This is not about consent or coercion. There is more than enough evidence to show that conversion practices always cause harm. This is about public health, patient safety and personal wellbeing.

Participants in religious based conversion practices internalise conversion ideology over many years, slowly eroding their identity and reinforcing the idea that there is something wrong with them. 

Inducements and referrals to practices often come from those who are close to, loved by and in authority over the person concerned.

Conversion practices often occur after a period of ideological grooming and they are often inflicted by those in positions of power and authority and are an abuse of that power.

Myth 7: Health practitioners are divided on conversion practice legislation

What the Tasmanian Law Reform Institute said:

“All peak health bodies and public health officers who responded to this Inquiry called for the regulation and prohibition of conversion practices, including the Australian Medical Association Tasmania, Australian Professional Association for Trans Health, Australian Psychological Society, Tasmania’s Chief Civil Psychiatrist, the Tasmanian Gender Service, the Mental Health Council of Tasmania, the Royal Australian and New Zealand College of Psychiatrists, and Women’s Health Tasmania.”

Every health peak body and public health officers that submitted to the Tasmanian Law Reform Institute inquiry support a prohibition on conversion practices.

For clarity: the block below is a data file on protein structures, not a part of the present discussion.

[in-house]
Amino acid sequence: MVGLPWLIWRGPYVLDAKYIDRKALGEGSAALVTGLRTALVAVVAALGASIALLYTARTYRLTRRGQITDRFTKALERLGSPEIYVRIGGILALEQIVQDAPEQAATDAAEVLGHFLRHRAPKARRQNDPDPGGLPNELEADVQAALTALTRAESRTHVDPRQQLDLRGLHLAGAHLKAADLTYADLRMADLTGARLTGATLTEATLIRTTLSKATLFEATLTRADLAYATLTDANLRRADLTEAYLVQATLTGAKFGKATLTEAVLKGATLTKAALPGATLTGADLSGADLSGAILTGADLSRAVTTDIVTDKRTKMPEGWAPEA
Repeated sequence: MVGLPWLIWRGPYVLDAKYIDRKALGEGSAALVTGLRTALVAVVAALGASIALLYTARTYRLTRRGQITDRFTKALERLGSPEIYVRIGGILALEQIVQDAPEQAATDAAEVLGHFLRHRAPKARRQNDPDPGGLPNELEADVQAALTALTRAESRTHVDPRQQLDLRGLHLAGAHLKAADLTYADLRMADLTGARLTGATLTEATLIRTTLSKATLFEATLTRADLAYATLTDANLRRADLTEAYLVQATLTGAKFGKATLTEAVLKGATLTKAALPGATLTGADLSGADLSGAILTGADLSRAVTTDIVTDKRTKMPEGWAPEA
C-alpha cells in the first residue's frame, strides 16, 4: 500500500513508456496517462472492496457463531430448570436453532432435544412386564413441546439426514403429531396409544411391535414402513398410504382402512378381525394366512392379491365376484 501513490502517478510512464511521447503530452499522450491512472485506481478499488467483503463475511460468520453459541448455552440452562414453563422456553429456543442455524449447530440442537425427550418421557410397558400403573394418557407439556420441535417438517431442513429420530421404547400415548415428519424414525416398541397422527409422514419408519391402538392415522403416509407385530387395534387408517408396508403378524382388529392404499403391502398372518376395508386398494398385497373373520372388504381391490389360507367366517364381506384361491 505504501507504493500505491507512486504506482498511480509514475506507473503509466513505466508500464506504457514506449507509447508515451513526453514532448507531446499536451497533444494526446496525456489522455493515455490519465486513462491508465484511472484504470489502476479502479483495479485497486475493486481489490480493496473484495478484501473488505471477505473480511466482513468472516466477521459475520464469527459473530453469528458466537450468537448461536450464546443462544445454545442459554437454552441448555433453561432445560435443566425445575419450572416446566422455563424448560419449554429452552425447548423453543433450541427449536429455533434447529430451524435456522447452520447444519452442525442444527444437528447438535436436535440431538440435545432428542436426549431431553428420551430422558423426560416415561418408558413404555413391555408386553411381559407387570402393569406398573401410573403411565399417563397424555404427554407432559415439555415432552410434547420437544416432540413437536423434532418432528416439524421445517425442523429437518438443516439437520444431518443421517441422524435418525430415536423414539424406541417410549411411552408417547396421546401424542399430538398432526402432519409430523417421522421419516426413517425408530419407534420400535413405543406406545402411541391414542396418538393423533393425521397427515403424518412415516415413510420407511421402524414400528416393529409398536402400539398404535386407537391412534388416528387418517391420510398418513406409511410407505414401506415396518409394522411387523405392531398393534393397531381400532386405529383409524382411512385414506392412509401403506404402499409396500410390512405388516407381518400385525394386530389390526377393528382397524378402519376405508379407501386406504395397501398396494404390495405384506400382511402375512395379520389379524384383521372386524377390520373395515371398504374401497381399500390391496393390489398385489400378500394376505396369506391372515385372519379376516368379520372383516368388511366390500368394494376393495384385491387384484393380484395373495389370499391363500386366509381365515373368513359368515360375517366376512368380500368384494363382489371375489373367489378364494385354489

The Tasmanian Law Reform Institute’s model has subsequently been endorsed by forty Tasmanian doctors in an open letter sent to all MPs, and by the Tasmanian branch of the Australian Medical Association, as the best-fit approach to Tasmania’s health and legal system. 

This legislation is good for health professions because it means fewer people will be devaluing professional standards with harmful quackery.

Myth 8: Health professionals will be forced to affirm young patients who identify as transgender 

What the Tasmanian Law Reform Institute said:

“Professionals who do not intend to apply those standards should register a conscientious objection to them and refer a patient to a professional who will.”

The medical professions do not regard transgender identity or same-sex attraction, in and of themselves, as dysfunctions or mental health issues.

Affirmative care for trans and gender diverse people is written into the existing ethical and clinical standards of health professionals. Such affirming care will not be affected by a conversion practices law.

In a clinical setting a conversion practice occurs if a health professional makes false and misleading claims that sexual orientation or gender identity are faults or pathologies that can be, and need to be, fixed or healed. This would also violate existing clinical standards.

A conversion practices does not occur if a doctor discusses the pros and cons of a particular treatment like, say, puberty blockers. That would also be within clinical standards. 

In circumstances where health professionals are unable to follow professional guidelines the Tasmanian Law Reform Institute has recommended a conscientious objection process that would see transgender patients referred to professionals who are able to provide ethical treatment. This is not a conscientious objection to affirmative care of LGBTQIA+ people generally but only to assessment and treatment of mental health conditions in which gender identity is an existing diagnostic criteria.